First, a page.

Surface Phone isn’t real but it’s already Microsoft’s most important device

The Surface Phone isn’t real yet but it is already proving to be one of the most important devices Microsoft will ever launch. 

Shareholders are losing faith in Microsoft’s mobile plans. Windows Phone users are also losing faith in Microsoft’s mobile plans. This means that if and when the device does appear, it will be either the savior of the operating system, or the death of it.

Currently, the outlook for Windows Phone is grim. The Lumia 950 and Lumia 950 XL are both out of stock on Microsoft’s website in the UK and there’s no sign of either device receiving a restock.

Microsoft, however, is still upbeat, telling TechRadar: “Microsoft remains committed to Windows as a platform and will focus our small screen experiences on the emerging 3-in-1 Category.”

That’s very careful wording. The quote suggests phones such as the Lumia 650 – a handset which didn’t feature Continuum, Microsoft’s own productivity tool that allows you complete tasks on a desktop setup much like a computer – isn’t going to see a follow up.

Dig a little deeper and it gets worse. At the end of 2016, the Lumia 650 is still the only phone Microsoft has launched this year.

Pair the lack of a flagship phone release and Microsoft’s own claim it will be focusing on high-end 3-in-1 devices, it’s quite clear that not only is the company is ready to launch a new Windows Phone device, it needs to launch one to stay relevant.

November also marked a year after the release of Windows 10 Mobile alongside the Lumia 950/Lumia 950 XL pairing. Both those phones were once heralded as a new era for Microsoft devices - but a year on and you can’t buy a Continuum device directly from Microsoft.

The US does still have stock for both the Lumia 950 and Lumia 950 XL, but the company isn’t pushing either of them in terms of marketing.

Rumors of a Lumia 960 have been non-existent too - instead the leaks have focused on the long rumored Surface Phone. The latest leaked specs suggest the Surface Phone is set to come with 6GB of RAM, the most recent Qualcomm Snapdragon 835 chipset and the ability to use laptop-like accessories.

We’d expect that to be a combination of a keyboard, a mouse and maybe even a stylus. Essentially, Microsoft’s commitment to the 3-in-1 market makes sense alongside what we’ve seen of the Surface Phone so far.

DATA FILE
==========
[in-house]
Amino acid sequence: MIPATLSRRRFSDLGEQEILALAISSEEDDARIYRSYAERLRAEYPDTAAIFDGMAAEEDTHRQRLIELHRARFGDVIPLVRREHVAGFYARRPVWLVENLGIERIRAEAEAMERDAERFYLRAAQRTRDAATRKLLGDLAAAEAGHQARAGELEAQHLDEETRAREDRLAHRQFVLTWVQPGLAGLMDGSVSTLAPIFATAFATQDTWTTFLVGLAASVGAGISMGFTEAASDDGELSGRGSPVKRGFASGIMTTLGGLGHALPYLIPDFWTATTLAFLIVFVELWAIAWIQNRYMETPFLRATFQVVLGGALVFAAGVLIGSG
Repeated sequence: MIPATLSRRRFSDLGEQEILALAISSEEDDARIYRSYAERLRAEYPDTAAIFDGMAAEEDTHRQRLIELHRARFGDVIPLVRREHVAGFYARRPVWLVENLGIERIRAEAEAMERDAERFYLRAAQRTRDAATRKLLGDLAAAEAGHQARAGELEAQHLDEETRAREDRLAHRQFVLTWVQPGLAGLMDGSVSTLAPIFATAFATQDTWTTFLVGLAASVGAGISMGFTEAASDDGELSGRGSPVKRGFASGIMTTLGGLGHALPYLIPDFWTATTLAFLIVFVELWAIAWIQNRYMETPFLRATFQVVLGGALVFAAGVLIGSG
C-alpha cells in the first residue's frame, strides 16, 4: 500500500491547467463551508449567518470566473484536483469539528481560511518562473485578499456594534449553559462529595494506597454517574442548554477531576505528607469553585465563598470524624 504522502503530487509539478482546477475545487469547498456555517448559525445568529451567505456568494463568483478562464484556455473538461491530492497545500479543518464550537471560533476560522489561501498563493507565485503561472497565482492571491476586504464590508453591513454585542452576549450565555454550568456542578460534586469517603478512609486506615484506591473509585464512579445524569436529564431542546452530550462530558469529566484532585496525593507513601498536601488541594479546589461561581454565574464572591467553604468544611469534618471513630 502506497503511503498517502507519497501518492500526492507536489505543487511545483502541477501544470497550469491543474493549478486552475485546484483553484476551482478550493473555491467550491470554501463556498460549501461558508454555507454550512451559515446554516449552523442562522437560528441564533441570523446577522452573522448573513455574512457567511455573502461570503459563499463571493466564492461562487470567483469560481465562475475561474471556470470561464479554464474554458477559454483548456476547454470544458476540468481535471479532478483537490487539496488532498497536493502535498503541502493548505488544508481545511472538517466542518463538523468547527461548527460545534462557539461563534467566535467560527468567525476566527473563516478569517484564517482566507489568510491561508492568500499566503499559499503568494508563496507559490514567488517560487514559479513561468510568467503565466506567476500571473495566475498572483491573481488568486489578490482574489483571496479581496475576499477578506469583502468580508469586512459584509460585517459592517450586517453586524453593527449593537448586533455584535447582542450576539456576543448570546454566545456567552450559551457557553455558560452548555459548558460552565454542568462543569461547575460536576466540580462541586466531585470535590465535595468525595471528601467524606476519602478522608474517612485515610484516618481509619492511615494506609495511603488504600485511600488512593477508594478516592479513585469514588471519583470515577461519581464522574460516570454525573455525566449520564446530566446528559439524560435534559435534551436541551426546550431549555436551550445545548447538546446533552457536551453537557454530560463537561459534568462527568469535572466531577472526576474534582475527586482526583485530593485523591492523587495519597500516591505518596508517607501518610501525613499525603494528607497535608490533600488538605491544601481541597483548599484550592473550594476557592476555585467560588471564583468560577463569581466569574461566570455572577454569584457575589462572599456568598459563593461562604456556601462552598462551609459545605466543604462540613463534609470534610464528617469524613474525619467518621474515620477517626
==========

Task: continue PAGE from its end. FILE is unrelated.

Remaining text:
It's not over yet

But if the company decides to drop its budget Lumia line and the Surface Phone doesn’t take off the company will have no reason to continue on in the mobile space. It’s a big gamble, but one it really needs to take.

Microsoft did confirm to TechRadar the company plans to “support Lumia phones such as the Lumia 650, Lumia 950, and Lumia 950 XL, and phones from OEM partners like Acer, Alcatel, HP, Trinity and VAIO.”

But that said, if you own one of those devices you’d only expect it to be supported for another year or two anyway. Therefore the Surface Phone is going to be make or break point. A failure for the Surface Phone may mean the end of Windows 10 Mobile altogether.

Some other manufacturers such as HP and Acer are embracing the tiled platform, but it likely won’t be enough to keep Microsoft on board with it if there’s no success with its own phones.

Even if it did keep Windows 10 Mobile going, Microsoft’s withdrawal from creating software for the space would make a gaping wound in the side of the third most popular phone OS.

Windows Phone has already had a tough couple of years losing 1.4% of its market share between Q3 2015 and Q2 2016. Now less than half a percent of mobile devices around the world are running Windows Phone software.

With Microsoft focusing directly on 3-in-1 devices, the company has to succeed with the Surface Phone.

Mobile World Congress is a second home for Microsoft – the last two years have seen the announcement of the Lumia 650, Lumia 640, Lumia 640 XL and even the Surface Pro 3 – so it may be we see the Surface Phone before March 2017.

There’s no better place for Microsoft to announce the Surface Phone, but it has to work or it may be the end for the underdog mobile OS.

James Peckham

James is the Editor-in-Chief at Android Police. Previously, he was Senior Phones Editor for TechRadar, and he has covered smartphones and the mobile space for the best part of a decade bringing you news on all the big announcements from top manufacturers making mobile phones and other portable gadgets. James is often testing out and reviewing the latest and greatest mobile phones, smartwatches, tablets, virtual reality headsets, fitness trackers and more. He once fell over.